Conclusion: The MAP kinase and CDC2 kinase-dependent intracellular mechanisms are involved in or are the targets of the GH's action processes, and these activities are probably directly or indirectly modulated by AKT/PKB pathways. We propose that the AKT/PKB-eNOS module likely functions as a negative feedback mediator of GH actions.
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http://dx.doi.org/10.1186/1750-2187-4-1DOI Listing
http://www.ncbi.nlm.nih.gov/pmc/articles/PMC2666727PMC
March 2009

Lipopolysaccharide-induced early response genes in bovine peripheral blood mononuclear cells implicate GLG1/E-selectin as a key ligand-receptor interaction.

Funct Integr Genomics 2009 Aug 5;9(3):335-49. Epub 2009 Mar 5.

Bovine Functional Genomics Laboratory, Animal and Natural Resources Institute, Agricultural Research Service, U.S. Department of Agriculture, BARC East, 10300 Baltimore Avenue, Beltsville, MD 20705, USA.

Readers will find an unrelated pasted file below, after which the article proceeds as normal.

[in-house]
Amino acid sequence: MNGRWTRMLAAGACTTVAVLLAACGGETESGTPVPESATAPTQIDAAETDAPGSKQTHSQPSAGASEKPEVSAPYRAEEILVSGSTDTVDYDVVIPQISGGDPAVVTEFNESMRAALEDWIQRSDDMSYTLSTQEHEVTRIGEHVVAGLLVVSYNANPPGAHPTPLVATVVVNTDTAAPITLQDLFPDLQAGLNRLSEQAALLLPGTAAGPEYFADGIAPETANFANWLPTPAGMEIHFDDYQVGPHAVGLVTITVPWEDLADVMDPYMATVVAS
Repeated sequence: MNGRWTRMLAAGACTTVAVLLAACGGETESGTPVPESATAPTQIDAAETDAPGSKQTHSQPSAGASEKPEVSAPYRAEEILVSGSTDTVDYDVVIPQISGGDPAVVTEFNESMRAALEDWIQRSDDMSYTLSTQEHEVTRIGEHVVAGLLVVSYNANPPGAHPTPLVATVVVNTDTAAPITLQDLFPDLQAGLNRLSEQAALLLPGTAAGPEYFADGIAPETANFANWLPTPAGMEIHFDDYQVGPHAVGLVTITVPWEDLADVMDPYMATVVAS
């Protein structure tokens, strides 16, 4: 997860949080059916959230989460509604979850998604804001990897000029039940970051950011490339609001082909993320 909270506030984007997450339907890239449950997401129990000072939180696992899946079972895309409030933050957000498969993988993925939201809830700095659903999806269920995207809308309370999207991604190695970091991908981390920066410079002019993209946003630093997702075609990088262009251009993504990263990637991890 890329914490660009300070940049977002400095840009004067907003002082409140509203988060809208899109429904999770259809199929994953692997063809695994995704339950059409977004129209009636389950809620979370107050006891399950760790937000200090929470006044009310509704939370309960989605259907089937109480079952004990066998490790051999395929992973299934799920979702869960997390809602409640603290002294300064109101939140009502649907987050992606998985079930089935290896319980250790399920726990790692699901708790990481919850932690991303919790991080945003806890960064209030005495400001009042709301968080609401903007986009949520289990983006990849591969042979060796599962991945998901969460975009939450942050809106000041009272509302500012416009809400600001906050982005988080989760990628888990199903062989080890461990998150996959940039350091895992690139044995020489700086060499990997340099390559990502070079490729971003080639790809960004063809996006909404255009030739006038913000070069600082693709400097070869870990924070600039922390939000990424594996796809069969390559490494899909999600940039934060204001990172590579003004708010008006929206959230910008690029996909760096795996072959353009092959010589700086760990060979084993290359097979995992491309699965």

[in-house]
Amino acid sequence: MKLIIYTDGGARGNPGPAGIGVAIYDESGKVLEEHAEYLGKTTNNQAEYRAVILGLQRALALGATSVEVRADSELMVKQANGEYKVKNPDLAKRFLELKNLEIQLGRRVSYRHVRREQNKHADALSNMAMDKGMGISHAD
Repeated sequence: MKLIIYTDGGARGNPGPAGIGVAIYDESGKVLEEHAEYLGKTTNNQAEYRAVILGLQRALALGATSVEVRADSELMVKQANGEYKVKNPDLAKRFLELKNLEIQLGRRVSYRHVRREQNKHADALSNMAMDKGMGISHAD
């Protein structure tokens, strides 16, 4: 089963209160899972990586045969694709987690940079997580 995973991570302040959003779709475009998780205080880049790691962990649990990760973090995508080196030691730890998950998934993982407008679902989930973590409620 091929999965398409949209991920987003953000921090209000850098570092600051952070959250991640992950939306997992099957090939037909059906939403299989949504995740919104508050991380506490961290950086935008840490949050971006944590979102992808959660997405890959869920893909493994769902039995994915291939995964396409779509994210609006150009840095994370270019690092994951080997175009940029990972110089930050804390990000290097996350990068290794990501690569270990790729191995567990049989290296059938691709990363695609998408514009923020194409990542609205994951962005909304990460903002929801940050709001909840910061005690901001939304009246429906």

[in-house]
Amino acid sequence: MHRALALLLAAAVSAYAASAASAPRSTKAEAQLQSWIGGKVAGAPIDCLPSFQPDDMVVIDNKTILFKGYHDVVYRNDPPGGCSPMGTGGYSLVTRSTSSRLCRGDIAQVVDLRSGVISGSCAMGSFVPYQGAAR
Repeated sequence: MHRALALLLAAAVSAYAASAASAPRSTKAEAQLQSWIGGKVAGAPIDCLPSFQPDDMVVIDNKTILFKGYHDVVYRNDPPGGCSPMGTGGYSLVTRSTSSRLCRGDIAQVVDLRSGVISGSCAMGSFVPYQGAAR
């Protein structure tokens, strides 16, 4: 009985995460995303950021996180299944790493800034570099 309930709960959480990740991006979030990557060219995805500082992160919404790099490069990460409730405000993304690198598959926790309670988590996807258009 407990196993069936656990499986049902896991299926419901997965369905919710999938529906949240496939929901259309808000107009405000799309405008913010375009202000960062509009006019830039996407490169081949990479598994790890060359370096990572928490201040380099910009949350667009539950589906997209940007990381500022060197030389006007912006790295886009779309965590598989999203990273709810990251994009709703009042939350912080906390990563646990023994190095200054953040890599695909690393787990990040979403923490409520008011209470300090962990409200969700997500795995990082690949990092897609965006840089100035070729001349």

This study uses integrated global gene expression information and knowledge of the regulatory events in cells to identify transcription networks controlling peripheral blood mononuclear cells' (PBMCs) immune response to lipopolysaccharide (LPS) and to identify the molecular and cellular pathways' responses to LPS. We identified that 464 genes, including at least 17 transcription factors, are significantly induced by 2-h LPS stimulation using a high-density bovine microarray platform at a very stringent false discovery rate = 0%. The networks show that, in the LPS-stimulated PBMCs, altered gene expression was transcriptionally regulated via those transcription factors through potential interaction within the pathway networks. Functional analyses revealed that LPS induces unique pathways, molecular functions, biological processes, and gene networks. In particular, gene expression data identified Golgi complex-localized glycoprotein 1/endothelial-selectin as a key ligand-receptor interaction in the early response of cells.